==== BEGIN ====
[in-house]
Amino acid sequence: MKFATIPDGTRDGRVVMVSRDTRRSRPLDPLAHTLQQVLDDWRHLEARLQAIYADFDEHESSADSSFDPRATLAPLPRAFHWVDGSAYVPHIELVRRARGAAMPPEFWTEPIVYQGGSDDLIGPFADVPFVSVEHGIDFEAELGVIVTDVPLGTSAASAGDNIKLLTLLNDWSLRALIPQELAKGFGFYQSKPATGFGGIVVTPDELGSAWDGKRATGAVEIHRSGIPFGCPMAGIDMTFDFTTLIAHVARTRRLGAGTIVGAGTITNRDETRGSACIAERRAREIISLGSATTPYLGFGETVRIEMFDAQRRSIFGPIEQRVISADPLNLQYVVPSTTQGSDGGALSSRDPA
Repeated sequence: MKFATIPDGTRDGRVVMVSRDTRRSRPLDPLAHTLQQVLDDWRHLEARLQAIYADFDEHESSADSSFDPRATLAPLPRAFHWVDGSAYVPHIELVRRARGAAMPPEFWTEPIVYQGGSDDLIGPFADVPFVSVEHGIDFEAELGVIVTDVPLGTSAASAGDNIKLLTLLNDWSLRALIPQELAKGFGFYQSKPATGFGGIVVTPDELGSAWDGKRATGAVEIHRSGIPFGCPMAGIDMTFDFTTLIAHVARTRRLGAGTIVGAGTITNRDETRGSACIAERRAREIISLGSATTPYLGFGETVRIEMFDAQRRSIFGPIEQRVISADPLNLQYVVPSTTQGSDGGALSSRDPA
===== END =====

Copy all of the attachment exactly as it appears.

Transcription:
[in-house]
Amino acid sequence: MKFATIPDGTRDGRVVMVSRDTRRSRPLDPLAHTLQQVLDDWRHLEARLQAIYADFDEHESSADSSFDPRATLAPLPRAFHWVDGSAYVPHIELVRRARGAAMPPEFWTEPIVYQGGSDDLIGPFADVPFVSVEHGIDFEAELGVIVTDVPLGTSAASAGDNIKLLTLLNDWSLRALIPQELAKGFGFYQSKPATGFGGIVVTPDELGSAWDGKRATGAVEIHRSGIPFGCPMAGIDMTFDFTTLIAHVARTRRLGAGTIVGAGTITNRDETRGSACIAERRAREIISLGSATTPYLGFGETVRIEMFDAQRRSIFGPIEQRVISADPLNLQYVVPSTTQGSDGGALSSRDPA
Repeated sequence: MKFATIPDGTRDGRVVMVSRDTRRSRPLDPLAHTLQQVLDDWRHLEARLQAIYADFDEHESSADSSFDPRATLAPLPRAFHWVDGSAYVPHIELVRRARGAAMPPEFWTEPIVYQGGSDDLIGPFADVPFVSVEHGIDFEAELGVIVTDVPLGTSAASAGDNIKLLTLLNDWSLRALIPQELAKGFGFYQSKPATGFGGIVVTPDELGSAWDGKRATGAVEIHRSGIPFGCPMAGIDMTFDFTTLIAHVARTRRLGAGTIVGAGTITNRDETRGSACIAERRAREIISLGSATTPYLGFGETVRIEMFDAQRRSIFGPIEQRVISADPLNLQYVVPSTTQGSDGGALSSRDPA